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Graduate school applications increase nationally

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Mark Vidal
Editorial Director

With the economy unstable as it is, Americans are being extra-cautious with every dollar. And yet for many college students, their dollars, whether earned or borrowed, are headed towards one place: graduate school.

According to the latest study put out by the Council of Graduate Schools, applications for admission to U.S. graduate schools have increased 4.8 percent since 2007.

The 706 U.S. colleges and universities who responded to the survey received more than 1.53 million applications for admission and of those, about 688,000 were accepted.

Although more recent survey results are yet to be available for fall 2009, it is clear from a local perspective that grad school is still a popular option for many students at the University of La Verne.

“I am applying to seven schools,” senior Alan Hernandez said. “Finance is really important to me. I applied to programs that I knew I had a shot at getting into and various schools give great financial aid if you need it.”

In addition to Harvard University and Stanford University, Hernandez, a double major in art and music, is applying to ULV for a master’s degree in organizational leadership.

Graduate programs in organizational leadership and science are among the top choices for recent applicants, says Chris Krzak, dean of admissions. And with an aggressive marketing campaign and recruitment efforts for special graduate programs, the number of applicants is increasing.

“In the last two years there has been a very large increase in the number of candidates for graduate programs and the number of applications the University is receiving,” Krzak said.

The leadership management degree in particular is versatile, and students who graduate from that program can work in as many as 10 different professions, if not more, said Krzak.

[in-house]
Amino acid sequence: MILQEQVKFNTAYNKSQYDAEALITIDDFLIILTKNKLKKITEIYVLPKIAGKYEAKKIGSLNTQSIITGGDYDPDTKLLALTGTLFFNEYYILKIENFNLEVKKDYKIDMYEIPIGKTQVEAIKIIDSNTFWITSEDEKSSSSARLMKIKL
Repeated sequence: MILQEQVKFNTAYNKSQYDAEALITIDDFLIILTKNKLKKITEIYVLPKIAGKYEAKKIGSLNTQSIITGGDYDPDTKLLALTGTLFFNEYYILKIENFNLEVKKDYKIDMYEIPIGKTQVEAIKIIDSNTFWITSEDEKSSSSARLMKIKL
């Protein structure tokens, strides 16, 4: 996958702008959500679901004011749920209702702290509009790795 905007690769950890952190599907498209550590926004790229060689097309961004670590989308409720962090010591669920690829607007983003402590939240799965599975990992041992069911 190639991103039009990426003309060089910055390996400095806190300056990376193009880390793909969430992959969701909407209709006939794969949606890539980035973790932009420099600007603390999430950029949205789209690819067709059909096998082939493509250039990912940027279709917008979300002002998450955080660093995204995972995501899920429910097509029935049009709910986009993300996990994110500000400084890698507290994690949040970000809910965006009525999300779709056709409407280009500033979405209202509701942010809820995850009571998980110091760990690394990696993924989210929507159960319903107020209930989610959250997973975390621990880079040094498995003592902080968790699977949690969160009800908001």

He estimates that about 50 percent of grad school applicants are fresh out of undergraduate programs.

But some students, particularly those with jobs, are only considering graduate school after gaining a little bit of work experience.

“I have heard that you need experience in the job world and (employers) do not just want someone that only has school as their background,” senior business major Matthew Flores said. “I have also heard the opposite, but I plan to wait at least a year.”

Flores said he hopes his current employer will be able to compensate his tuition for grad school when the time comes.

There are also students with the slight disadvantage of not having a job waiting for them after graduation, much less a job that will compensate grad school in the future.

Matt White, who graduated with a bachelor’s degree in public administration from La Verne last May, said it took him months to find the job he currently has, working as a youth coordinator at a youth center in the high desert.

“It was difficult. There is a lot of competition,” White said, who also confessed he was ignorant about how important it is to go to grad school.

But now he realizes that going to grad school is the smart thing to do.

“Why not have a bunch of degrees behind your name? Employers want the most educated person, someone who knows what they are doing,” White said.

He plans to attend Savannah College of Art and Design in the fall.

There is no doubt that the mentality towards grad school has changed over the last few years.

In 2006 it was easier for a college graduate with a bachelor’s degree to find a job and be successful.

But now, some of those jobs have been lost and perhaps a graduate degree could have made a difference.

Natasha O’Brien graduated from ULV in 2005 with a bachelor’s degree in psychology.

While she said she could have found work in social services with a bachelor’s, she is glad she went on to get her master’s from Claremont Graduate University in 2007.

“I could have gotten hired for less pay and eventually worked my way up, but having a graduate degree sped up the process,” O’Brien said.

She currently works for Riverside County as a Child Protective Services social worker.

She recalled that the majority of her colleagues wanted to go straight to work after graduating from ULV, but she knew for the type of work she wanted to do she needed to further her education even more.

Even when the economy eventually picks up, she said it will still be important to have a graduate degree because more and more people are seeking higher education and employers will give the more educated applicant the job.

And statistics from the Council of Graduate Schools seem to support her.

If students need another reason to go to grad school, perhaps a final word from O’Brien will suffice: “Go to grad school. You will have more options.”

Mark Vidal can be reached at

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